Friday, 10 May 2013

Asia-Pacific Heroes

The USA is celebrating Asian-American and Pacific Islander Heritage Month. The influence of these communities and cultures have reached around the globe. Each of these cultures has a unique character in their lgbt community which is often not fully understood, or even known, to people with a strong European-based heritage.

The Gay, Lesbian and Straight Education Network (GLSEN), based in New York, has produced this leaflet of 9 lgbt heroes from all walks of life and professions who are active in lgbt campaigns or have provided a valued contribution to society.

I’d like to add my own list of 10 more notable Asia-Pacific lgbt heroes from around the world and throughout history. Some you may have heard of, some you may not. (I’ll be producing a separate list of lgbt Asian-Pacific scientists later this month).

Xiaoai, Emperor of the Han Dynasty (27 BC- 1AD)
and Dong Xian (c.23 BC- 1 BC)
Xiaoai, or Ai, was emperor of the Chinese Han dynasty for 6 years from the age of 26. His relationship with Dong, a minor official who quickly rose in power and influence, is generally believed to have been homosexual. The legend of Ai cutting off his voluminous sleeve rather than wake the sleeping Dong Xian who had rolled over onto it, has become a by-name for homosexuality – the Passion of the Cut Sleeve.

Togo Ken (1923-2012)
At the time of the growing gay rights movement in the USA in the 1970s Togo Ken was almost single-handedly championing sexual rights in Japan. He left his wife and children to start a gay bar and even campaigned for election to parliament. Togo was unashamedly effeminate, wearing kimonos and make-up, even on his election broadcasts. Despite his legendary status in Japan his place as a pioneer in the freedom of sexual expression is largely unknown elsewhere.

Georgina Beyer (b.1957)
When she made her maiden speech in the New Zealand parliament in 1999 Georgina pointed out that she was the first transsexual in the world to be elected as an MP. Of Maori descent she has spoken on racial and civil union rights and environmental issues, and has been a keynote speaker at many international lgbt conferences, including several Outgames conferences. Sadly, Georgina has recently been diagnosed with chronic kidney disease.

Margaret Cho (b.1968)
Margaret’s career has covered many varied areas – stand-up comedy, writing, fashion design, acting and song writing. She grew up in San Francisco where she began her stand-up career in the clubs around her immigrant-Korean parents’ bookshop. Margaret has appeared on many American shows, being nominated for an Emmy award in 2011 for her guest appearance in “30 Rock”. The openly bisexual Margaret has often spoken on lgbt rights and racial issues.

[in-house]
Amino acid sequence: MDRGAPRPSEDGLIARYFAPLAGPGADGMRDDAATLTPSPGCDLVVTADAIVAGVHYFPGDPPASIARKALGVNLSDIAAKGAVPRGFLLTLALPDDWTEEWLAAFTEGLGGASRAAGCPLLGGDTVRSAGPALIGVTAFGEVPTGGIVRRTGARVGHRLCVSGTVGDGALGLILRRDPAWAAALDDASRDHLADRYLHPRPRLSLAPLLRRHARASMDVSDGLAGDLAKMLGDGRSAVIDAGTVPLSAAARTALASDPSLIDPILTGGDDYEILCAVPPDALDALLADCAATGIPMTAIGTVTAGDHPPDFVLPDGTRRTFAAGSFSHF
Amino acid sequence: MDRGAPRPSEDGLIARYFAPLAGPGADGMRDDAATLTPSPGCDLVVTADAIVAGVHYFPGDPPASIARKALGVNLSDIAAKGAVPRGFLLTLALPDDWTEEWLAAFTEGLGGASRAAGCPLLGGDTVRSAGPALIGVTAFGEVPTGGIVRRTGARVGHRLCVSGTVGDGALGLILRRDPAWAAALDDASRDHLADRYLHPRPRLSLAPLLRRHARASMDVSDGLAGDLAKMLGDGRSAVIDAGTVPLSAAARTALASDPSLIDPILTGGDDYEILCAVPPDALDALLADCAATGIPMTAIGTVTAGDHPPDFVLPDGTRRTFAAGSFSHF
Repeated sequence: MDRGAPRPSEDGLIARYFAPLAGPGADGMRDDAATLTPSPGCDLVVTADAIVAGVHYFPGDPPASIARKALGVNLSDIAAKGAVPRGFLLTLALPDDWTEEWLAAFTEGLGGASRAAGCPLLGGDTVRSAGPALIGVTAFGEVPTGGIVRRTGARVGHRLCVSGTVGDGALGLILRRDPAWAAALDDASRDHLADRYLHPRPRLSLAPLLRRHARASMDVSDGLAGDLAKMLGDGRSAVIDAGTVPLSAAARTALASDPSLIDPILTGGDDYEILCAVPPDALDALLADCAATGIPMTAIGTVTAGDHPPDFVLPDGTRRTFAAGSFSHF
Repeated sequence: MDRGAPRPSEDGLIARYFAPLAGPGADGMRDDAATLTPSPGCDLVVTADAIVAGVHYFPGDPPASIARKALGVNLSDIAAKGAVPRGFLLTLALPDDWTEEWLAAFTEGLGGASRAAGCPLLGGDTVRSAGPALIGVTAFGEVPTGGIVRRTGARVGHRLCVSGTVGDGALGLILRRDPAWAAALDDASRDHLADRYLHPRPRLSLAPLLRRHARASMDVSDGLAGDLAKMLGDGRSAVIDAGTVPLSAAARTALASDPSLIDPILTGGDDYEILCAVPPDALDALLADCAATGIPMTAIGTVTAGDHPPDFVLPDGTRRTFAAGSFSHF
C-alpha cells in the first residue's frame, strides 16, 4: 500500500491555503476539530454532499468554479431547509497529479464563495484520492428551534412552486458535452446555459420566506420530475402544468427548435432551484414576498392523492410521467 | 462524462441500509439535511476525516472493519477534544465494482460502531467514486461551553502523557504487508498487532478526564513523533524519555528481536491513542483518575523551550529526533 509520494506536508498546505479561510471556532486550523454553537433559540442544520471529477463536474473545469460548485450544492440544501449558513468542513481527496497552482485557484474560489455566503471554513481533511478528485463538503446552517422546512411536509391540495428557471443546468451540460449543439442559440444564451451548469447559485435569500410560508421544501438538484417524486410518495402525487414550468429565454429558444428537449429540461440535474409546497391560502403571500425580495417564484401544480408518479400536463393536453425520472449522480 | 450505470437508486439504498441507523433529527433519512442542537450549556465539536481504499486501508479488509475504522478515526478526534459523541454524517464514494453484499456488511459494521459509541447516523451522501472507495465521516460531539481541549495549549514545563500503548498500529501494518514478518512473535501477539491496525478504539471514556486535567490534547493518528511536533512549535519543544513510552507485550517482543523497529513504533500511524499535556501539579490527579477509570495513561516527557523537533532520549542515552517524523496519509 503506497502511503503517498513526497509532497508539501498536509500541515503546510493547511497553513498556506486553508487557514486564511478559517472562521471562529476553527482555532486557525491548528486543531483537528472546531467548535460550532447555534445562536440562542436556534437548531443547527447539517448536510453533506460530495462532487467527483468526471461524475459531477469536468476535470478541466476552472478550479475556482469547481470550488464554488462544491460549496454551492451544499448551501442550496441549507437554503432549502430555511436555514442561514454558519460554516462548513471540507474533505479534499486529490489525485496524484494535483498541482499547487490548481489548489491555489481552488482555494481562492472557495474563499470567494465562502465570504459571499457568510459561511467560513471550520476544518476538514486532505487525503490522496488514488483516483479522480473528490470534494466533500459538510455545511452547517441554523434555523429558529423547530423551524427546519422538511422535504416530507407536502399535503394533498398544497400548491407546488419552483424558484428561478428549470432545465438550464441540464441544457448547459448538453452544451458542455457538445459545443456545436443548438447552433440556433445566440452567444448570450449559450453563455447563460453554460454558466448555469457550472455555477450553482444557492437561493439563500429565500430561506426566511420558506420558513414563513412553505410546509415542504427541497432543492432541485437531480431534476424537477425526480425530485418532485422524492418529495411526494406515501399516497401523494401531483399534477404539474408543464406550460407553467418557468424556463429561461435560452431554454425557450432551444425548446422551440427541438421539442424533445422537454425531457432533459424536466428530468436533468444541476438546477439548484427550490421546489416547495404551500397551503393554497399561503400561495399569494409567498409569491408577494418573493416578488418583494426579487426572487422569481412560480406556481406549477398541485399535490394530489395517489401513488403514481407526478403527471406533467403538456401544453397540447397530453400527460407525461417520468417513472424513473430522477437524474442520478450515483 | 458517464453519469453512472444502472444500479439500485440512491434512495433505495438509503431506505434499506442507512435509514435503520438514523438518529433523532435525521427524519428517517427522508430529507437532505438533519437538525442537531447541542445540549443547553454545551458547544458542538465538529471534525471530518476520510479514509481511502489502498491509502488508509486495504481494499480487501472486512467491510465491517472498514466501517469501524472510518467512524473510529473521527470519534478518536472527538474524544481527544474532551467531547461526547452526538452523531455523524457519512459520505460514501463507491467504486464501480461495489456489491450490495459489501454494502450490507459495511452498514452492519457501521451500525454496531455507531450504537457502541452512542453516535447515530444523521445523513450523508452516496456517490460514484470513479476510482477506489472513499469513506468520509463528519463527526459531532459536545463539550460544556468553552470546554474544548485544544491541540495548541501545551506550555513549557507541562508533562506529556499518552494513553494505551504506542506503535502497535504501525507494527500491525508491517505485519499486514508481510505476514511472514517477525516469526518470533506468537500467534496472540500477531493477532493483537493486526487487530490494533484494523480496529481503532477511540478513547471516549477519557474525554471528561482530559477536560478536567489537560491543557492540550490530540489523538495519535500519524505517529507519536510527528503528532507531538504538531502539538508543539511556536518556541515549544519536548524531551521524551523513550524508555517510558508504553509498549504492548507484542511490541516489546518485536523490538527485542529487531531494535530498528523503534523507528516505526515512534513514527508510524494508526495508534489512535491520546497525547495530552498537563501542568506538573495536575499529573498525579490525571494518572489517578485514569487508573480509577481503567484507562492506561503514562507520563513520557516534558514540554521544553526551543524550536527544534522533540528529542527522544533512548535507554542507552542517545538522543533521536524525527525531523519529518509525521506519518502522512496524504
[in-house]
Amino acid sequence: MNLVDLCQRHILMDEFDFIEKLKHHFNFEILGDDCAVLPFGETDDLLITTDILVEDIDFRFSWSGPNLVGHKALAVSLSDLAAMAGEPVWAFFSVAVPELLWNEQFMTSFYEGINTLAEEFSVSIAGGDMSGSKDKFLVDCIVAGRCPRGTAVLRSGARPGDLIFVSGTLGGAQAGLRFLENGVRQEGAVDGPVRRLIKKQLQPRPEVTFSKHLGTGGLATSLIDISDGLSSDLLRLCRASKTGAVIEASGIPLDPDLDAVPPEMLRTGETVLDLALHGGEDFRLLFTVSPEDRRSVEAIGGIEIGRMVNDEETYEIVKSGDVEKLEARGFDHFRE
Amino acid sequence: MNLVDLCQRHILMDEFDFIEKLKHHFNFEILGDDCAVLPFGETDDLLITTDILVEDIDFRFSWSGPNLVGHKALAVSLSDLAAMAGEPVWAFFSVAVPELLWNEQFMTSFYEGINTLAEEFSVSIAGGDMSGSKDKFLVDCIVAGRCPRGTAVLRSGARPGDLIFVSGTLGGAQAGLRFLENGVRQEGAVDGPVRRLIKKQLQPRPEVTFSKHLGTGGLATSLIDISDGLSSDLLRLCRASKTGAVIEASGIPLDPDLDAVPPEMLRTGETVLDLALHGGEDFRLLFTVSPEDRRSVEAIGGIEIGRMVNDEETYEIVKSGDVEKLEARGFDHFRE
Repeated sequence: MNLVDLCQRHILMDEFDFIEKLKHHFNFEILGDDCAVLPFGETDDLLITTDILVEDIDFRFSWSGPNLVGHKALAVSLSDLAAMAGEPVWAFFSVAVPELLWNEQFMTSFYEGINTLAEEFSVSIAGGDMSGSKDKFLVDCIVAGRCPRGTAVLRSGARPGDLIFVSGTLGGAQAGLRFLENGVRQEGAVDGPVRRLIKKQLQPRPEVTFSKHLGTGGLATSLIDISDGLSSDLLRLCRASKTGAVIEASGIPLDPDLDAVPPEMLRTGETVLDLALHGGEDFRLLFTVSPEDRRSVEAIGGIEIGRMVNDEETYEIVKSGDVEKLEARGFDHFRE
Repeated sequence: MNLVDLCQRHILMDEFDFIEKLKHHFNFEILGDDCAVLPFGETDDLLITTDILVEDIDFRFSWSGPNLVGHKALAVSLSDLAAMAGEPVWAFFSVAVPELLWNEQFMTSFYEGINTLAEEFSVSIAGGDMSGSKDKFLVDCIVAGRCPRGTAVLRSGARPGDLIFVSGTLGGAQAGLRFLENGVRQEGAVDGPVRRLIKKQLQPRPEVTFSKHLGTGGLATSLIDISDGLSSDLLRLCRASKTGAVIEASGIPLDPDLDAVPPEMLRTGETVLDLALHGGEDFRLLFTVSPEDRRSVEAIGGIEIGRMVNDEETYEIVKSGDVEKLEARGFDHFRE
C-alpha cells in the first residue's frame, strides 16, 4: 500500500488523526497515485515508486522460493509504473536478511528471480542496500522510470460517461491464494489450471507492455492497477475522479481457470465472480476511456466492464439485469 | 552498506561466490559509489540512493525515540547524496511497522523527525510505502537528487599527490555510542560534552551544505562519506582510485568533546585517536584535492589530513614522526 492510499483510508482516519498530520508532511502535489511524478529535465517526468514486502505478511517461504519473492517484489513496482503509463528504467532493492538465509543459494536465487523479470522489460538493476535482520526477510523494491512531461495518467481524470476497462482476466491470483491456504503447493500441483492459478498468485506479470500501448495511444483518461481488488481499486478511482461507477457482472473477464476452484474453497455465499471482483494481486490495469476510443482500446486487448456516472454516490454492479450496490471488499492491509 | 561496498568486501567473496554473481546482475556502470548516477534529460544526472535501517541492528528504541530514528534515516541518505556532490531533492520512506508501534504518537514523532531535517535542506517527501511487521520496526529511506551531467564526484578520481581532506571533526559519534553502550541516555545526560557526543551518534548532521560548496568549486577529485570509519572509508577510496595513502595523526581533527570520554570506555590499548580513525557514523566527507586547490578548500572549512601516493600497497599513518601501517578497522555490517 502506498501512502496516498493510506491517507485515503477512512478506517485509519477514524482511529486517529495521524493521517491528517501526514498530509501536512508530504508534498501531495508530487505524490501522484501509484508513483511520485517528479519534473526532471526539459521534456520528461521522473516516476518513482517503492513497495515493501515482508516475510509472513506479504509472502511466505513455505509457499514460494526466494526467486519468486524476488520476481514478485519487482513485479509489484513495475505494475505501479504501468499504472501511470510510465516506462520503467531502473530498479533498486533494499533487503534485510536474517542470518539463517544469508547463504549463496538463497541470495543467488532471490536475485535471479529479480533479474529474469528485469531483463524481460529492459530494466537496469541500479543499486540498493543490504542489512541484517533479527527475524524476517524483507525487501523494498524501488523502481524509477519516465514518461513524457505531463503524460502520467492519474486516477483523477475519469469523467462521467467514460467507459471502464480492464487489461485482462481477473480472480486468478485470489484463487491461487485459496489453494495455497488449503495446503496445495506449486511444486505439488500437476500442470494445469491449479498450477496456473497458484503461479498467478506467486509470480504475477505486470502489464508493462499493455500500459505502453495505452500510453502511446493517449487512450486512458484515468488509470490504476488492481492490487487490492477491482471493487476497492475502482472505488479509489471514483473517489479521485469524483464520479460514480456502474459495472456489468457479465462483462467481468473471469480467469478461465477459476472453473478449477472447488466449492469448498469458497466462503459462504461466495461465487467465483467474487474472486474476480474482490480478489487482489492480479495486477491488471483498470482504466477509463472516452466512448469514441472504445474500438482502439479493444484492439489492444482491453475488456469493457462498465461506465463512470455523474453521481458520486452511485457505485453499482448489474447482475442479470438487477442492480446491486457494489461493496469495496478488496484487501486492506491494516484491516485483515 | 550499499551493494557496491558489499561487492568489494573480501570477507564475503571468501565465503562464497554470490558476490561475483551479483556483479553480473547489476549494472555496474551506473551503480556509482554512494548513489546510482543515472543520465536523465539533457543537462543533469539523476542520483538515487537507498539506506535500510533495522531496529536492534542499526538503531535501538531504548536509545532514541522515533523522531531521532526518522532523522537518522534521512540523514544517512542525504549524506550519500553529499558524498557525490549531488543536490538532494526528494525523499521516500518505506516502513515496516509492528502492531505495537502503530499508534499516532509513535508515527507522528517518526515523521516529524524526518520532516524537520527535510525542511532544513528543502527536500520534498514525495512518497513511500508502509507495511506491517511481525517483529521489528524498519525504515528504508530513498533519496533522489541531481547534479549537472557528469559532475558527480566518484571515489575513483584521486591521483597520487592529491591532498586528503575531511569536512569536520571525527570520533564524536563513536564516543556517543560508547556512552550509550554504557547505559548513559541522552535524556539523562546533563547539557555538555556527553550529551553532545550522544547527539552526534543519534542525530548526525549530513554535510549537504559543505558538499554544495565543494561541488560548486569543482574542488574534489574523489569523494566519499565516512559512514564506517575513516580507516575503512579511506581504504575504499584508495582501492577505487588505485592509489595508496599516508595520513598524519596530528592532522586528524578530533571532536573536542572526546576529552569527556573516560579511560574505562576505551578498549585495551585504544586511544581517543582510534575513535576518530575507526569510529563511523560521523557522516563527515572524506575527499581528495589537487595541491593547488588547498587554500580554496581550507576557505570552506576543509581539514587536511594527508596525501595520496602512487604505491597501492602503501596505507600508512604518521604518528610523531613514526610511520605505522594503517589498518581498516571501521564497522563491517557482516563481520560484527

Louisa Wall (b.1972) – Last month New Zealand legalised gay marriage. The original bill was introduced into parliament in May 2012 by the openly lesbian MP Louisa Wall. Louisa is of mixed-race heritage, having both European and Maori ancestry. The passing of the same-sex marriage act was, she said, like winning a World Cup final – she should know, she won the 1998 women’s rugby World Cup as part of New Zealand’s national team.

Gok Wan (b.1974)
Gok has carved out a niche on British television as the only “cool” fashion stylist, having several shows running concurrently and appearing as a guest on many others. Growing up in Leicester of mixed English-Hong Kong Chinese parentage, Gok suffered racial abuse at school, causing him to gain weight and attempt suicide. Since his career took off he has gained confidence and lost weight, and has promoted positive self-body-image attitudes in schools.

Dan Choi (b.1981)
Iraq veteran and New York National Guardsman Choi was discharged after coming out on US television. Choi, of Korean descent, immediately wrote to President Obama criticising the “Don’t Ask, Don’t Tell” policy banning open homosexuality in the US military. Choi campaigned vigorously to have the policy repealed, and formed Knights Out, a support group for lgbt military personnel. When President Obama repealed the policy in 2010 Dan Choi was present at the official signing.

Johnny Saelua (b.1988)
Jaiyah, or Johnny, Saelua made history last November when he played for American Samoa in the 2014 World Cup preliminaries against Tonga. Johnny became the first ever Third Gender soccer player. As a member of the Samoan male-born, female-identified f’afafine community Johnny believes the acceptance of his gender in his country made it easy for him to be accepted as a footballer on the national team. He also made history by playing in the first American Samoan team to win a match.

And finally, being about as topical and up-to-date as I can …

Amini Fonua (b.1989)
Just a couple of days ago this New Zealander of Tongan and English heritage (and of distinguished Tongan ancestry) came out publicly. He was already out at college in the USA and made his announcement in response to criticisms of his college being one of the most homophobic. As one of 2 Tongan athletes given wild card entries into the 2012 London Olympic Games Amina proudly carried his nation’s flag at the head of the 3-person Tongan team in the opening ceremony.

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